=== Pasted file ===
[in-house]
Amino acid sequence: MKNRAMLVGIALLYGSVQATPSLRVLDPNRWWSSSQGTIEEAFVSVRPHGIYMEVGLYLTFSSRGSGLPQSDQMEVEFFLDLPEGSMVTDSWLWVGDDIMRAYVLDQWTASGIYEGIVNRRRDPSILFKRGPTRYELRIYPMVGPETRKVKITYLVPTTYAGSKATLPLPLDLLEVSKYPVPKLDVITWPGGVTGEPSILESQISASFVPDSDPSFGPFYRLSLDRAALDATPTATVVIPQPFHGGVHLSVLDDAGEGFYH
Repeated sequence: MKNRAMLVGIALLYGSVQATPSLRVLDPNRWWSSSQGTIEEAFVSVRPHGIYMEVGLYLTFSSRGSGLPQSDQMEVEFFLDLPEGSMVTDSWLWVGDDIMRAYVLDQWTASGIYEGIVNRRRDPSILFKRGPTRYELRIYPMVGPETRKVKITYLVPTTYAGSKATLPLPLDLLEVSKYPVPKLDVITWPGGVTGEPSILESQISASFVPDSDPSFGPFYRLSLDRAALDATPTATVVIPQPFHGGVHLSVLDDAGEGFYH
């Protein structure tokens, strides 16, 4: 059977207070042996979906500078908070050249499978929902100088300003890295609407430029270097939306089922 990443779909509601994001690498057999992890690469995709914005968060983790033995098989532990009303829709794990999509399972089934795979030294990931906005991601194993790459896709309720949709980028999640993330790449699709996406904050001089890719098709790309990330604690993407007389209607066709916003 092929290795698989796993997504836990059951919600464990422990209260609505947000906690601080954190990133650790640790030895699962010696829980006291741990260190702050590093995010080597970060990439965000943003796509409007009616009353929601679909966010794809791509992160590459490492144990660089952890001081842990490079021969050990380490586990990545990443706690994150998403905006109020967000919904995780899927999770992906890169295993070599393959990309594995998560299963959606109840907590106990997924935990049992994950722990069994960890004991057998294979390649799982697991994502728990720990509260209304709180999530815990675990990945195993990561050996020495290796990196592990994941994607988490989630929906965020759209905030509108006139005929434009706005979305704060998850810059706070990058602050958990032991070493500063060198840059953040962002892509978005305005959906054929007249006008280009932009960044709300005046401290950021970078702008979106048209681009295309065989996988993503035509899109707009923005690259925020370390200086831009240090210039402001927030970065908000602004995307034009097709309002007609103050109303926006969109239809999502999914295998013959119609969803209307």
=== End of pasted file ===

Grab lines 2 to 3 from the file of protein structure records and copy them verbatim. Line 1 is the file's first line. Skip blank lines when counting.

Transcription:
Amino acid sequence: MKNRAMLVGIALLYGSVQATPSLRVLDPNRWWSSSQGTIEEAFVSVRPHGIYMEVGLYLTFSSRGSGLPQSDQMEVEFFLDLPEGSMVTDSWLWVGDDIMRAYVLDQWTASGIYEGIVNRRRDPSILFKRGPTRYELRIYPMVGPETRKVKITYLVPTTYAGSKATLPLPLDLLEVSKYPVPKLDVITWPGGVTGEPSILESQISASFVPDSDPSFGPFYRLSLDRAALDATPTATVVIPQPFHGGVHLSVLDDAGEGFYH
Repeated sequence: MKNRAMLVGIALLYGSVQATPSLRVLDPNRWWSSSQGTIEEAFVSVRPHGIYMEVGLYLTFSSRGSGLPQSDQMEVEFFLDLPEGSMVTDSWLWVGDDIMRAYVLDQWTASGIYEGIVNRRRDPSILFKRGPTRYELRIYPMVGPETRKVKITYLVPTTYAGSKATLPLPLDLLEVSKYPVPKLDVITWPGGVTGEPSILESQISASFVPDSDPSFGPFYRLSLDRAALDATPTATVVIPQPFHGGVHLSVLDDAGEGFYH